Dr Giriraj (Raj) Singh Shekhawat

Post-Graduate Fellow
School of Audiology

 

ABOUT DR RAJ SINGH SHEKHAWAT

Post-Graduate Fellow
Section of Health Systems/Audiology

An endless source of inspiration

Raj, born in India, is no stranger to travel, both as a child with his Indian Army father, and more latterly to further his healthcare career. His academic sights were set high at the start, with a double master in audiology and speech language pathology from Ali Yavar Jung National Institute for the Hearing Handicapped in Mumbai, where he topped the university with the highest ever marks since the course started.

He worked in Mumbai as an Audiologist for 18 months before moving to Houston, Texas as a speech language pathologist.

An offer from Tan Tock Seng Hospital in Singapore drew him to a position as clinical audiologist there for two years, where his interest in tinnitus evolved, shaping his future career.

“My aha moment came to me as a clinician in a Singapore hospital, my interest in tinnitus evolved and shaping my career”

Raj came to New Zealand to undertake a PhD in the therapeutic effects of transcranial direct current stimulation (TDCS) as a potential treatment to cure or mitigate the condition of tinnitus. A degree he completed in just over two years.

He currently has a teaching position in Health Systems in the School of Population Health, which as a 0.8 FTE gives him time to teach final year BHSc students undertaking the POPLHLTH 302 course and also pursue his research passions. He was the postgraduate co-supervisor for three MAuD students investigating neuromodulation for tinnitus relief as well as 10 medical students from Sweden and USA during studentships in the Section of Audiology for tinnitus research. He is also happy to be able to combine his passions for acting and research, in a YouTube channel for students.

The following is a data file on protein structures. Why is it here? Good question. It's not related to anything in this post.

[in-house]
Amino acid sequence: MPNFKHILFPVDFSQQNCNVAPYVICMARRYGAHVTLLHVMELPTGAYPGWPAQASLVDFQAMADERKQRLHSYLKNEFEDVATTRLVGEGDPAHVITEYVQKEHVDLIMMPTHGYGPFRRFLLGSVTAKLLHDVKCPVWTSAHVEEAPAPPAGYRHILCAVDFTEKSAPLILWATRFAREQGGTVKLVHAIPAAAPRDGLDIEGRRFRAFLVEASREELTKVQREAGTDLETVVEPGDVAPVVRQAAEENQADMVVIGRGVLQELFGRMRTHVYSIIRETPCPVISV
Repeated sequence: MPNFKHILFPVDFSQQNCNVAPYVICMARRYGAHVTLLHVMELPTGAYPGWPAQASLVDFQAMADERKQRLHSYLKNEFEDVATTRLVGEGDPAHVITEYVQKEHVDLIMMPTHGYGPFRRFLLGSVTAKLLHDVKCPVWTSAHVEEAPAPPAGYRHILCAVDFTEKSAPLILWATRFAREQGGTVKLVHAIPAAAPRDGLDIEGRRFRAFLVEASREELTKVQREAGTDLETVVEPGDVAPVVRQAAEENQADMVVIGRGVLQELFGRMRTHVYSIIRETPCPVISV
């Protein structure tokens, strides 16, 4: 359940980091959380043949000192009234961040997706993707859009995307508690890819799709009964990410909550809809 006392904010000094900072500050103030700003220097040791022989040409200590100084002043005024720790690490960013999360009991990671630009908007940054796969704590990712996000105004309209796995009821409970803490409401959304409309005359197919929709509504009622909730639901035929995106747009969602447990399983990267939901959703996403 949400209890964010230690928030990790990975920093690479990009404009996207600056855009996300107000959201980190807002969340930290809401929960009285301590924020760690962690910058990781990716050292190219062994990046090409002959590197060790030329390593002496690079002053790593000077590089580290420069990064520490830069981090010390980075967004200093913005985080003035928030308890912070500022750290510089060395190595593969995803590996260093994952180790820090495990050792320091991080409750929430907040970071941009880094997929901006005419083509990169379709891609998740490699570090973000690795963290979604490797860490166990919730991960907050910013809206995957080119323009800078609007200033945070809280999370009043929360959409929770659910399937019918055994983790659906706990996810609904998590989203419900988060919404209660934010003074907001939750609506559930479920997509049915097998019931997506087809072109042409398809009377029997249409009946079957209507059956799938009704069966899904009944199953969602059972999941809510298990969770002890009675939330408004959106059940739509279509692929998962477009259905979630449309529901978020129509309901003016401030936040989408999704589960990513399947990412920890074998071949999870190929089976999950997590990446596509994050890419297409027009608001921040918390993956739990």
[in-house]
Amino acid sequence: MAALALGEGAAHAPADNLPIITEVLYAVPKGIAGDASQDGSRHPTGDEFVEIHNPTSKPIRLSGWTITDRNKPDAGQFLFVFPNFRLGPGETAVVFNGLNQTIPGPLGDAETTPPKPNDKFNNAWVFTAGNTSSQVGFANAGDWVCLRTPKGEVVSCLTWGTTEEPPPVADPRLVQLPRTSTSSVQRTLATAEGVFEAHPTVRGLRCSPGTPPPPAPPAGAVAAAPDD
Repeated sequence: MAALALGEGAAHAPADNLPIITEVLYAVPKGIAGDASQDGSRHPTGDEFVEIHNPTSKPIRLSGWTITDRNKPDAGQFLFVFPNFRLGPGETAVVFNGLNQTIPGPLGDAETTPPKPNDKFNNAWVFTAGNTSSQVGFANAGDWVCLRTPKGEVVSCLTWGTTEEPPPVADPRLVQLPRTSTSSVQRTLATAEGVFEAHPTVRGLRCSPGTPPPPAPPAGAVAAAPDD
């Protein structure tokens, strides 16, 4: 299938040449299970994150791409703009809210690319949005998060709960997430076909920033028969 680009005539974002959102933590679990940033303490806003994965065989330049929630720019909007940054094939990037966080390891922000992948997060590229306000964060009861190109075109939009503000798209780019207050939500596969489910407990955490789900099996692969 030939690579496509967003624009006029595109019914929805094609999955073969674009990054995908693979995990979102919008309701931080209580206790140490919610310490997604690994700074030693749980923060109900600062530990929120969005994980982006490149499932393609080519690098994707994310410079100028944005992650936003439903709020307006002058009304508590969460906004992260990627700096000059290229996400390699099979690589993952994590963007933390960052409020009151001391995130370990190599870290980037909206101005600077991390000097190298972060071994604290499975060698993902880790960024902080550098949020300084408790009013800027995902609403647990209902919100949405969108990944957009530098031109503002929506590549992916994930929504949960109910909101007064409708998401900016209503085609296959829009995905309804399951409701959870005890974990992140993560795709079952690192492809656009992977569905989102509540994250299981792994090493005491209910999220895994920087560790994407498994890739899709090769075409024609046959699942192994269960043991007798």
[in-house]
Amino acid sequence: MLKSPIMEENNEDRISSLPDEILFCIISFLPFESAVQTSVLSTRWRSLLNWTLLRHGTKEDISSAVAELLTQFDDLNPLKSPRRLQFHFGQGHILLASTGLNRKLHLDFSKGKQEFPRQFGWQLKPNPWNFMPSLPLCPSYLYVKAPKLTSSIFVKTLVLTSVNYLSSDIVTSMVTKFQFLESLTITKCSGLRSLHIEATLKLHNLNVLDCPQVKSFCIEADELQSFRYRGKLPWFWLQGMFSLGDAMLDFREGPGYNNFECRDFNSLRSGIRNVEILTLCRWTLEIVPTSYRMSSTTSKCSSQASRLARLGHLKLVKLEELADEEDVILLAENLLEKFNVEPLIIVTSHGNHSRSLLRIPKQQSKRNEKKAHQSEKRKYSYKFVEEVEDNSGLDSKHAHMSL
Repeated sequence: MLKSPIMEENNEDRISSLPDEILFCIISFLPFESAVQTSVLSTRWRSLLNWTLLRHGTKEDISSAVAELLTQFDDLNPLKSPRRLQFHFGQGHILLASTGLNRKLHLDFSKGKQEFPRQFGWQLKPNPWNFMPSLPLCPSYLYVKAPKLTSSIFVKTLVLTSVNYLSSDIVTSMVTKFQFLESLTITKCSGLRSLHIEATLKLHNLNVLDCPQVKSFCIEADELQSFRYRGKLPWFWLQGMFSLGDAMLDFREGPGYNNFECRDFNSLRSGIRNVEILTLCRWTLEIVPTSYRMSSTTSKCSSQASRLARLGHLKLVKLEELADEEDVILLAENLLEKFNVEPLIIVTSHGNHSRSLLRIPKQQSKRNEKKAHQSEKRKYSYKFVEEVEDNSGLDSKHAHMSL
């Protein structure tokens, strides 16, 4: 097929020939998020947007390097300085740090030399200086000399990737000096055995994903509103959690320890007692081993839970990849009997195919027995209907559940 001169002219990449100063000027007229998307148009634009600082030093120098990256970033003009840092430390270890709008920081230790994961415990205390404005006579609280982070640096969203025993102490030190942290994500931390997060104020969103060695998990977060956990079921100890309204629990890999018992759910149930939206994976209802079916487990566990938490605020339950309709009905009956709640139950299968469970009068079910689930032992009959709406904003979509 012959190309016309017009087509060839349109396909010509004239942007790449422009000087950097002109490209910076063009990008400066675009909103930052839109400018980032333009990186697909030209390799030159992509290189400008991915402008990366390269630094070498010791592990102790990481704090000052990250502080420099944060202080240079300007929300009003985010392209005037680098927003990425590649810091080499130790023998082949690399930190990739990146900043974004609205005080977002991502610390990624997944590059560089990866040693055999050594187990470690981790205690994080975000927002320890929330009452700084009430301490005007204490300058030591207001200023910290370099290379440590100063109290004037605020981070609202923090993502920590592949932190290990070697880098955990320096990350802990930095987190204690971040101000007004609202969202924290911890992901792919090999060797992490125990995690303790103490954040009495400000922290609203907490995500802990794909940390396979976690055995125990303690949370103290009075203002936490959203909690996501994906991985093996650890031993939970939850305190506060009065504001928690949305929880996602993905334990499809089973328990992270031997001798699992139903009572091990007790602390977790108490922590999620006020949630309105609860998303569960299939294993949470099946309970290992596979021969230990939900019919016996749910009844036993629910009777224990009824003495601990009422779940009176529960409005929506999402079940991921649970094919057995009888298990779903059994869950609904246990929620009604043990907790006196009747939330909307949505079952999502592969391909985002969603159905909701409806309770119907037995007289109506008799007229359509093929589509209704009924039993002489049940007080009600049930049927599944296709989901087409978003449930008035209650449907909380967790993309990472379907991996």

Raj has had considerable success in gaining travel grants and awards, including the 2017 Maurice & Phyllis Paykel trust travel grant,  2016 MRC Institute of Hearing Research Early Career Award, UK; the 2015 Auckland Medical Research Foundation Jean Cathie Research Fund Fellowship; and  AMRF Travel Grants (2015 and 2017). He is an Associate Fellow of HERDSA (Higher Education Research and Development Society of Australasia), a society committed to the advancement of higher and tertiary education.

He is particularly excited about his most recent appointment as Public Relations Manager for Tinnitus Research initiative (TRI), Germany, which is a non-profit foundation dedicated to the development of effective treatments for all types of tinnitus so that relief can be obtained by everyone who suffers from it.

He values his networks, gained through an active programme of work in Mumbai, Singapore and the USA, as well as independently established international research collaborations with the University of Nottingham, University of Regensburg and the University of Texas at Dallas to name a few.

He believes his appointment to the Tinnitus Research Initiative will open even more doors as researchers continue to collaborate on finding solutions to one of the world’s most prevalent conditions. With hearing loss and tinnitus interwoven, global statistics indicate the number of people with hearing loss is more than those living with Parkinson’s, epilepsy, Alzheimer’s and diabetes combined.